- ENCODE Project — International project (headed by Ewan Birney of BioPerl fame) doxes the human genome, bigtime. See the Nature piece, and Ed Yong’s explanation of the awesome for more. Not only did they release the data, but also the software, including a custom VM.
- 5 Ways You Don’t Realize Movies Are Controlling Your Brain — this! is! awesome!
- RC Grasshoppers — not a band name, an Israeli research project funded by the US Army, to remotely-control insects in flight. Instead of building a tiny plane whose dimensions would be measured in centimeters, the researchers are taking advantage of 300 million years of evolution.
- DIY Spectrometry Kit — This open hardware kit costs only $35, but has a range of more than 400-900 nanometers, and a resolution of as high as 3 nm. A spectrometer is essentially a tool to measure the colors absorbed by a material. You can construct this one yourself from a piece of a DVD-R, black paper, a VHS box, and an HD USB webcam.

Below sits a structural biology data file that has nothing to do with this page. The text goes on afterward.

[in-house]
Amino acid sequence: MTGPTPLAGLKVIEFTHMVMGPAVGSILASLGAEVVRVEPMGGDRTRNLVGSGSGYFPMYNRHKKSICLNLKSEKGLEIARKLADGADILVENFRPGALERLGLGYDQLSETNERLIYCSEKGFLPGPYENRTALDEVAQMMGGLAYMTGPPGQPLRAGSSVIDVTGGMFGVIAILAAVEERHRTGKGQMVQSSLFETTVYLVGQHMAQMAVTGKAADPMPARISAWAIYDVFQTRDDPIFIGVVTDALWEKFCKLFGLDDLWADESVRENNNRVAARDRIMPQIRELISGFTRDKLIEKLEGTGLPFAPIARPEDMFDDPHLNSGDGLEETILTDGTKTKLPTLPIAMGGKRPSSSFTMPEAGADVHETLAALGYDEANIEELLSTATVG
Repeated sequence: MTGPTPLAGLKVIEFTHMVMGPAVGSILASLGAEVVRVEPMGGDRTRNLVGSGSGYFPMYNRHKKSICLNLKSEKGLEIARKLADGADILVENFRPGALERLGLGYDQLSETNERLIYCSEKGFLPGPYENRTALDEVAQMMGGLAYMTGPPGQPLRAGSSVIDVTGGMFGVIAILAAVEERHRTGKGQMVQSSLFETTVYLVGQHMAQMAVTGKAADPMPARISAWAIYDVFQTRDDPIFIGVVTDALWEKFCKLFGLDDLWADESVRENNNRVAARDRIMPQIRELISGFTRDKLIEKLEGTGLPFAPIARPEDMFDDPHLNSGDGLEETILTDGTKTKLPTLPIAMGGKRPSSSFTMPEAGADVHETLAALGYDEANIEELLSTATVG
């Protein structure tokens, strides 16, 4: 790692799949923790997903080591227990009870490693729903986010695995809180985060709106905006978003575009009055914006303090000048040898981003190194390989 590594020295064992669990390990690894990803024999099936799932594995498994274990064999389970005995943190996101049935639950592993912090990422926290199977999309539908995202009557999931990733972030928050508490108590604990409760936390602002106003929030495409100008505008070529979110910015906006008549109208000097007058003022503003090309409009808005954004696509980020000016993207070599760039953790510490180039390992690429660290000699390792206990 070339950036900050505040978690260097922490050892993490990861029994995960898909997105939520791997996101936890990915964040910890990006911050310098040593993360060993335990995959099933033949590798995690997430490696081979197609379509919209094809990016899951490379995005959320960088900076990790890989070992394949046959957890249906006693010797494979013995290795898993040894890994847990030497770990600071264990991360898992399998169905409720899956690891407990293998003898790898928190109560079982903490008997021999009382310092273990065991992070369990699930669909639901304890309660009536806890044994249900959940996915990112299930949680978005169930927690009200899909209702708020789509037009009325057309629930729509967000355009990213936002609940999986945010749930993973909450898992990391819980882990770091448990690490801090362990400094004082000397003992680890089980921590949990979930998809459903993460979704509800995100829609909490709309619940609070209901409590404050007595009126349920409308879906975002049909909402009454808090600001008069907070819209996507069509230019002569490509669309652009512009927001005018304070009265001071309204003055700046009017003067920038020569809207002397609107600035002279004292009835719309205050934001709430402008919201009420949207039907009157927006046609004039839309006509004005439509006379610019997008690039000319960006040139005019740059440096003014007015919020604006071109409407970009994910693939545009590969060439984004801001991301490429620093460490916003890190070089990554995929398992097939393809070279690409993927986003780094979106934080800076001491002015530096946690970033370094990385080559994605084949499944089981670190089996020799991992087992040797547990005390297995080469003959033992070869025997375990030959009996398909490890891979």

- Mind-Controlled Drones — Chinese demo of EEG to Bluetooth to laptop to wifi to UAV.
- Source Sans — Adobe’s first open source typeface.
NeoVictorian Computing, Participatory Budgeting, Micro Thrusters, and Geopositioning Accuracy
- NeoVictorian Computing (Mark Bernstein) — read this! I think we all woke up one day to find ourselves living in the software factory. The floor is hard, from time to time it gets very cold at night, and they say the factory is going to close and move somewhere else. [...] The Arts & Crafts movement failed in consumer goods, but it could succeed in software. (via James Governor)
- Participatory Budgeting — research shows participation is more effective than penalties in taxation compliance. Participation is more effective than penalties in almost everything.
- MIT-Developed Microthrusters — a flat, compact square — much like a computer chip — covered with 500 microscopic tips that, when stimulated with voltage, emit tiny beams of ions. Together, the array of spiky tips creates a small puff of charged particles that can help propel a shoebox-sized satellite forward. You say satellite, but it’s only a matter of time until this powers a DIY RC rocket with a camera payload. (via Hacker News)
- Yelp Checkins to Measure Geopositioning Accuracy Across Phones — By analyzing millions of data points, we can easily see how, on average, different platforms perform. iPhones consistently have the most accurate positioning, with a fairly small accuracy radius. Android phones are often inaccurate, but reliably reported that inaccuracy. And finally, iPods using Wi-Fi positioning proved the least accurate and usually reported incorrect accuracy radii.